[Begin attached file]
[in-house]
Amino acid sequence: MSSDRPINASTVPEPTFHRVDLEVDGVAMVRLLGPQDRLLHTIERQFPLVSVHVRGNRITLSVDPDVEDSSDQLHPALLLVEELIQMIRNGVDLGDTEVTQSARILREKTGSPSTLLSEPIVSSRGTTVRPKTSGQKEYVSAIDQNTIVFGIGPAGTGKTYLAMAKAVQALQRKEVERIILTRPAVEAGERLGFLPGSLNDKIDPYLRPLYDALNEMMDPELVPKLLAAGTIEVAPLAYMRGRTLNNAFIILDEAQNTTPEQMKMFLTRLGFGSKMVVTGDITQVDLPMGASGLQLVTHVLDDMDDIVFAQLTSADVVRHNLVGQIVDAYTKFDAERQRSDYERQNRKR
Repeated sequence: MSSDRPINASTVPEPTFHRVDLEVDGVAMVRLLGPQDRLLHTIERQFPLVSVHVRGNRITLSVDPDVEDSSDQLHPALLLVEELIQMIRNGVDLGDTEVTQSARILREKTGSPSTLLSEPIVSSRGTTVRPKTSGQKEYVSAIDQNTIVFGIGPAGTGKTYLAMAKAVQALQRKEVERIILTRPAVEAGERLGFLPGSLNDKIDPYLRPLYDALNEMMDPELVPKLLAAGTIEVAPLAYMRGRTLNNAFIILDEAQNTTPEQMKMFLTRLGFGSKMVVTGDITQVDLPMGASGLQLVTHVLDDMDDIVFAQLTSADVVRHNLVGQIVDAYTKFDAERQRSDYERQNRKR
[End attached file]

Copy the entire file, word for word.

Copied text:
[in-house]
Amino acid sequence: MSSDRPINASTVPEPTFHRVDLEVDGVAMVRLLGPQDRLLHTIERQFPLVSVHVRGNRITLSVDPDVEDSSDQLHPALLLVEELIQMIRNGVDLGDTEVTQSARILREKTGSPSTLLSEPIVSSRGTTVRPKTSGQKEYVSAIDQNTIVFGIGPAGTGKTYLAMAKAVQALQRKEVERIILTRPAVEAGERLGFLPGSLNDKIDPYLRPLYDALNEMMDPELVPKLLAAGTIEVAPLAYMRGRTLNNAFIILDEAQNTTPEQMKMFLTRLGFGSKMVVTGDITQVDLPMGASGLQLVTHVLDDMDDIVFAQLTSADVVRHNLVGQIVDAYTKFDAERQRSDYERQNRKR
Repeated sequence: MSSDRPINASTVPEPTFHRVDLEVDGVAMVRLLGPQDRLLHTIERQFPLVSVHVRGNRITLSVDPDVEDSSDQLHPALLLVEELIQMIRNGVDLGDTEVTQSARILREKTGSPSTLLSEPIVSSRGTTVRPKTSGQKEYVSAIDQNTIVFGIGPAGTGKTYLAMAKAVQALQRKEVERIILTRPAVEAGERLGFLPGSLNDKIDPYLRPLYDALNEMMDPELVPKLLAAGTIEVAPLAYMRGRTLNNAFIILDEAQNTTPEQMKMFLTRLGFGSKMVVTGDITQVDLPMGASGLQLVTHVLDDMDDIVFAQLTSADVVRHNLVGQIVDAYTKFDAERQRSDYERQNRKR